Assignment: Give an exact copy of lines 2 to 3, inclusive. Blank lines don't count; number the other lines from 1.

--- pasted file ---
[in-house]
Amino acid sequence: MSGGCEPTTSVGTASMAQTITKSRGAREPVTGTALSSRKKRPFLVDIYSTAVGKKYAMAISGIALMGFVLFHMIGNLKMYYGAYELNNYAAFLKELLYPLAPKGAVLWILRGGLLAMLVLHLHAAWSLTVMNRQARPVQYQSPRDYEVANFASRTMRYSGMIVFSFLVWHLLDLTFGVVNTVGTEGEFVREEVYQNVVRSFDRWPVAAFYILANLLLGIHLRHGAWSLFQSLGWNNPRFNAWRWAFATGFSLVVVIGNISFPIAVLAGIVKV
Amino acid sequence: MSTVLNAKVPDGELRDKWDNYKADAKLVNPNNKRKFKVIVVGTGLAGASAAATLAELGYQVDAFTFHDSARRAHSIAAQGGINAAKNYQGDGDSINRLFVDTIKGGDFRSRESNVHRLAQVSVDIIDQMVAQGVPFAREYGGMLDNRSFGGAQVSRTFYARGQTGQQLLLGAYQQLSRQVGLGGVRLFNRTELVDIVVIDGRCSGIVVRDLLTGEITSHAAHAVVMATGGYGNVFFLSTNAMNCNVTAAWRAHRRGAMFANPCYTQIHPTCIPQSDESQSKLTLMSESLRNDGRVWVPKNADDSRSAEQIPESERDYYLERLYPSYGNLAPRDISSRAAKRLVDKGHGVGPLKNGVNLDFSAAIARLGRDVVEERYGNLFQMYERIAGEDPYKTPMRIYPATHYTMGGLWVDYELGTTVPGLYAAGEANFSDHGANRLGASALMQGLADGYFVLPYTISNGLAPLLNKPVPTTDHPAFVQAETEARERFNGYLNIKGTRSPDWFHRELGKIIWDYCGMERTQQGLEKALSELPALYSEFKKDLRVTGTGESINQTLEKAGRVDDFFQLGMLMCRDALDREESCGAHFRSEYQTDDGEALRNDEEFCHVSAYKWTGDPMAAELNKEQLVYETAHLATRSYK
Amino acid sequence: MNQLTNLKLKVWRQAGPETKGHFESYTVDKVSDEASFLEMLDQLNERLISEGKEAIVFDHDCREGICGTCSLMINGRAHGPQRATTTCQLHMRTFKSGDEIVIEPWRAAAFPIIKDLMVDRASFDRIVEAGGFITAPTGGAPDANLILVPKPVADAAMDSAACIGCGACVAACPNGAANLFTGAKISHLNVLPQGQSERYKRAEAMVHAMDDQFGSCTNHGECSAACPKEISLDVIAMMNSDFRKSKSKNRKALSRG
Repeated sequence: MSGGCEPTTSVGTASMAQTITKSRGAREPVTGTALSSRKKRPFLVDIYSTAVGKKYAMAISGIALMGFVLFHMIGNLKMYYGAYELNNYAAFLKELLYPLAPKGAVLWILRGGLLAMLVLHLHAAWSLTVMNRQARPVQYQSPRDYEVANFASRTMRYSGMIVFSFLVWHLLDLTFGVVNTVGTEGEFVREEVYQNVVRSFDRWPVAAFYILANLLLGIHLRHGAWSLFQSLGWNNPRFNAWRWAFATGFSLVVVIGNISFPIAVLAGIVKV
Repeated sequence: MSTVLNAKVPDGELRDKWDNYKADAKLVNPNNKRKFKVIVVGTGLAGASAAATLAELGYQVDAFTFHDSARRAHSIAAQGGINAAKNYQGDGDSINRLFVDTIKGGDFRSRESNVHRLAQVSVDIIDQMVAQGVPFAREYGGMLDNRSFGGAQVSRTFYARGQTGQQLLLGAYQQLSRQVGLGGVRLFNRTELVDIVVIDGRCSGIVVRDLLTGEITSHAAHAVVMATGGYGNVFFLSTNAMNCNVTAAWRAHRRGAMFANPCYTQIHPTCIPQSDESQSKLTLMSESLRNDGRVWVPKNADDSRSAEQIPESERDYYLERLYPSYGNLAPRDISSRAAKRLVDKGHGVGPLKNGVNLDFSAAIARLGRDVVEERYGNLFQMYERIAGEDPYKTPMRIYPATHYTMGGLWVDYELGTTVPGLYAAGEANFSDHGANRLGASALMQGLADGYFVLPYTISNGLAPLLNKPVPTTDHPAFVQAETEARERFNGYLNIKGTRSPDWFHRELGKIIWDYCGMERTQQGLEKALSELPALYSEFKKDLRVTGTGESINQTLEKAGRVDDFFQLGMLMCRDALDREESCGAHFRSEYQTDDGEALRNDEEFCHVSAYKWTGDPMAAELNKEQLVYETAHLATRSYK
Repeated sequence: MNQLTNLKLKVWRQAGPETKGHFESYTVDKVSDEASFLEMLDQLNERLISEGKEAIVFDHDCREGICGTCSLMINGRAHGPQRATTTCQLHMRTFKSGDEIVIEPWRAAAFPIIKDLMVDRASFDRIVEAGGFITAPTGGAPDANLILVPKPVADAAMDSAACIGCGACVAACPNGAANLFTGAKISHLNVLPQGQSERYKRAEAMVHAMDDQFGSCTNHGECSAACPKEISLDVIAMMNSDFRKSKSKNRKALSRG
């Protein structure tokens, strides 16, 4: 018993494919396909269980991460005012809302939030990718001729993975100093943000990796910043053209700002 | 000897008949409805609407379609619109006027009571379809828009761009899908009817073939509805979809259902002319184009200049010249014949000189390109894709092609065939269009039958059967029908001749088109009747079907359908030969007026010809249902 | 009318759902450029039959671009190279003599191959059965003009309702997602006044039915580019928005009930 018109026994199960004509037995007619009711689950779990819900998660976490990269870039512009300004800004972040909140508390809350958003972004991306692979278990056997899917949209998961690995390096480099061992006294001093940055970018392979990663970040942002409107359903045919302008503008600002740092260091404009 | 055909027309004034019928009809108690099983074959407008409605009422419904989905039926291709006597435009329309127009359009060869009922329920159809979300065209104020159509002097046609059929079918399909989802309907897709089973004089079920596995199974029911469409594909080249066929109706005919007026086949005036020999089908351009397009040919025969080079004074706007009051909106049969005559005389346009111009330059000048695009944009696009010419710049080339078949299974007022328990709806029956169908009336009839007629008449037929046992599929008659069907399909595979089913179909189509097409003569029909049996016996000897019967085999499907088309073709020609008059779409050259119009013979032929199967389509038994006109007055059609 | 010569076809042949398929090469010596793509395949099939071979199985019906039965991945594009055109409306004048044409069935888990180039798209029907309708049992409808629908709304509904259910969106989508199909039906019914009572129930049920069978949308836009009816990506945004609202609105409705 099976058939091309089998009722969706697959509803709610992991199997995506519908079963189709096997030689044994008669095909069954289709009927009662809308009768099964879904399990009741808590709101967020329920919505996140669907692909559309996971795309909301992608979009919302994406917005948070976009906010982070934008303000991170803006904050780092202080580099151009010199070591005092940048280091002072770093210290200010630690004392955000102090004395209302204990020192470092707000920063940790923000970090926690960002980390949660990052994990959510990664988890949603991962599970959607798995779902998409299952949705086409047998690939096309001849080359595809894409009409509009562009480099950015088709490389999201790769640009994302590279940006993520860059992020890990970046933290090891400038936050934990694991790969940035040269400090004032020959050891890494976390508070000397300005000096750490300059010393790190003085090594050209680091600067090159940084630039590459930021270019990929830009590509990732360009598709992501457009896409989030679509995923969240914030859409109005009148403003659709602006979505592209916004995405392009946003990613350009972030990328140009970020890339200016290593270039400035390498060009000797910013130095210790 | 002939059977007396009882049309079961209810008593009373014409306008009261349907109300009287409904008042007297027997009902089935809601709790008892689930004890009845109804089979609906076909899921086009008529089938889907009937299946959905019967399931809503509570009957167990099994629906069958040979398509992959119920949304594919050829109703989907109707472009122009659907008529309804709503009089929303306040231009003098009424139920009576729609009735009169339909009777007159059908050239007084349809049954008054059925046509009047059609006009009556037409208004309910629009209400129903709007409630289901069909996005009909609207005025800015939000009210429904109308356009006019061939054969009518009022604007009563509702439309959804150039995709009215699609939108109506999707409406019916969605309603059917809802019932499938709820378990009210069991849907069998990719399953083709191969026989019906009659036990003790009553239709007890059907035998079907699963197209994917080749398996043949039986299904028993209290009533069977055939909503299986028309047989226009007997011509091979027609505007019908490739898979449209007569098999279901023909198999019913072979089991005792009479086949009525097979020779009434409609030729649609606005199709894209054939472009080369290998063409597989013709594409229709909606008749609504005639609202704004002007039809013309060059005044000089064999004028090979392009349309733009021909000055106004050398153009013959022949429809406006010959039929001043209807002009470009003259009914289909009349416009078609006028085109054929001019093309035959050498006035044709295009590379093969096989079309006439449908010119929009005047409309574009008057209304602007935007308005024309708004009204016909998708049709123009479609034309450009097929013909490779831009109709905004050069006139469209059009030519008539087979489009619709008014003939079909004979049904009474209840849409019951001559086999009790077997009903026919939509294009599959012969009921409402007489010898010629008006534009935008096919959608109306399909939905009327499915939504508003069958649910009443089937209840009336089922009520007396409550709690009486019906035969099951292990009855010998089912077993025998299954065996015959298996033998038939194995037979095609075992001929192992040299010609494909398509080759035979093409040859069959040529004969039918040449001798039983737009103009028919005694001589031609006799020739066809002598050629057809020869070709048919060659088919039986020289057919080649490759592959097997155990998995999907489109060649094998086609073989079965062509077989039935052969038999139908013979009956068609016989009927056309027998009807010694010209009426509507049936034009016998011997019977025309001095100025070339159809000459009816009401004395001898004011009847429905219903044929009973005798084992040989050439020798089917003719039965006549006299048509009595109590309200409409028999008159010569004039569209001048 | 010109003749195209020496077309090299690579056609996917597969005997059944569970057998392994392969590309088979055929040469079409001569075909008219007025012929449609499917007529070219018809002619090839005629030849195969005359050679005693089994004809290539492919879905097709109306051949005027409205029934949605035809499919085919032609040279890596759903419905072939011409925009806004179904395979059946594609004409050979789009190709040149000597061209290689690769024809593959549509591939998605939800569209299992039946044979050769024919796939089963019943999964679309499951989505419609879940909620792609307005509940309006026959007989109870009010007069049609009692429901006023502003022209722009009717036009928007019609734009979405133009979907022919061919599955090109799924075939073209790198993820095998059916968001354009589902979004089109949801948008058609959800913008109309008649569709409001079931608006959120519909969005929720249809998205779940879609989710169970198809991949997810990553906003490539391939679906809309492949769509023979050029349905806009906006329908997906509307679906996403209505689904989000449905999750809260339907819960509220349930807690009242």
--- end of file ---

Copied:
Amino acid sequence: MSGGCEPTTSVGTASMAQTITKSRGAREPVTGTALSSRKKRPFLVDIYSTAVGKKYAMAISGIALMGFVLFHMIGNLKMYYGAYELNNYAAFLKELLYPLAPKGAVLWILRGGLLAMLVLHLHAAWSLTVMNRQARPVQYQSPRDYEVANFASRTMRYSGMIVFSFLVWHLLDLTFGVVNTVGTEGEFVREEVYQNVVRSFDRWPVAAFYILANLLLGIHLRHGAWSLFQSLGWNNPRFNAWRWAFATGFSLVVVIGNISFPIAVLAGIVKV
Amino acid sequence: MSTVLNAKVPDGELRDKWDNYKADAKLVNPNNKRKFKVIVVGTGLAGASAAATLAELGYQVDAFTFHDSARRAHSIAAQGGINAAKNYQGDGDSINRLFVDTIKGGDFRSRESNVHRLAQVSVDIIDQMVAQGVPFAREYGGMLDNRSFGGAQVSRTFYARGQTGQQLLLGAYQQLSRQVGLGGVRLFNRTELVDIVVIDGRCSGIVVRDLLTGEITSHAAHAVVMATGGYGNVFFLSTNAMNCNVTAAWRAHRRGAMFANPCYTQIHPTCIPQSDESQSKLTLMSESLRNDGRVWVPKNADDSRSAEQIPESERDYYLERLYPSYGNLAPRDISSRAAKRLVDKGHGVGPLKNGVNLDFSAAIARLGRDVVEERYGNLFQMYERIAGEDPYKTPMRIYPATHYTMGGLWVDYELGTTVPGLYAAGEANFSDHGANRLGASALMQGLADGYFVLPYTISNGLAPLLNKPVPTTDHPAFVQAETEARERFNGYLNIKGTRSPDWFHRELGKIIWDYCGMERTQQGLEKALSELPALYSEFKKDLRVTGTGESINQTLEKAGRVDDFFQLGMLMCRDALDREESCGAHFRSEYQTDDGEALRNDEEFCHVSAYKWTGDPMAAELNKEQLVYETAHLATRSYK